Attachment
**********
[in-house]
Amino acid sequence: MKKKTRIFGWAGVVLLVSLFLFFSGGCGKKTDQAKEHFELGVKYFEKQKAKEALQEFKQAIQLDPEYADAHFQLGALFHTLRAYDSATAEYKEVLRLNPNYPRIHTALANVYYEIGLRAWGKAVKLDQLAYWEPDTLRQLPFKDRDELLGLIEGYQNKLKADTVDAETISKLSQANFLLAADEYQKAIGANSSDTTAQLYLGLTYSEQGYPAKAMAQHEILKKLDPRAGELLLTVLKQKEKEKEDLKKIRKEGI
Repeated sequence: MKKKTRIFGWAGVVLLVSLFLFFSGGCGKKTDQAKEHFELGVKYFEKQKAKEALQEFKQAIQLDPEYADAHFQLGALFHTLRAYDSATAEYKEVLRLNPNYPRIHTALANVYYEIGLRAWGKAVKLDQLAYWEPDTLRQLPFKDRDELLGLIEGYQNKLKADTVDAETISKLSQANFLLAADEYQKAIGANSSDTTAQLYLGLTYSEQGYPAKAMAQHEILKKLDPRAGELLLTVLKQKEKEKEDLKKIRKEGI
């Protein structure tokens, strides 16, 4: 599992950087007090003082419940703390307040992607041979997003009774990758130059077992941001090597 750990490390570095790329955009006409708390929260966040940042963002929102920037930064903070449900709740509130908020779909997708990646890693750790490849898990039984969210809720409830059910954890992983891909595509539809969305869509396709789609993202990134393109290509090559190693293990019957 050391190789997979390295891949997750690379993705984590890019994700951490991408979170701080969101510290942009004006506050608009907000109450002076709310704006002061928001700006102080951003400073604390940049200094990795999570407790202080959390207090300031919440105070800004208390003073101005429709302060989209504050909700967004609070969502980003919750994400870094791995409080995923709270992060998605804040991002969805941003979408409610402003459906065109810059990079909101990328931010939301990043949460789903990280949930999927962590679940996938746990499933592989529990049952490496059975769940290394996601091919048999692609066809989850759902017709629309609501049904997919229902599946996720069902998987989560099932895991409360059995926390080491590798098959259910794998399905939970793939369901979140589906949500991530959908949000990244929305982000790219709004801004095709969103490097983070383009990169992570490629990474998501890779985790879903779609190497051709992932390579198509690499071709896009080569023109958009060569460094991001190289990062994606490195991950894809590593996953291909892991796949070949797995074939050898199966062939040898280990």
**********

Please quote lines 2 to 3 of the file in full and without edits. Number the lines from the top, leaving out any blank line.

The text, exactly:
Amino acid sequence: MKKKTRIFGWAGVVLLVSLFLFFSGGCGKKTDQAKEHFELGVKYFEKQKAKEALQEFKQAIQLDPEYADAHFQLGALFHTLRAYDSATAEYKEVLRLNPNYPRIHTALANVYYEIGLRAWGKAVKLDQLAYWEPDTLRQLPFKDRDELLGLIEGYQNKLKADTVDAETISKLSQANFLLAADEYQKAIGANSSDTTAQLYLGLTYSEQGYPAKAMAQHEILKKLDPRAGELLLTVLKQKEKEKEDLKKIRKEGI
Repeated sequence: MKKKTRIFGWAGVVLLVSLFLFFSGGCGKKTDQAKEHFELGVKYFEKQKAKEALQEFKQAIQLDPEYADAHFQLGALFHTLRAYDSATAEYKEVLRLNPNYPRIHTALANVYYEIGLRAWGKAVKLDQLAYWEPDTLRQLPFKDRDELLGLIEGYQNKLKADTVDAETISKLSQANFLLAADEYQKAIGANSSDTTAQLYLGLTYSEQGYPAKAMAQHEILKKLDPRAGELLLTVLKQKEKEKEDLKKIRKEGI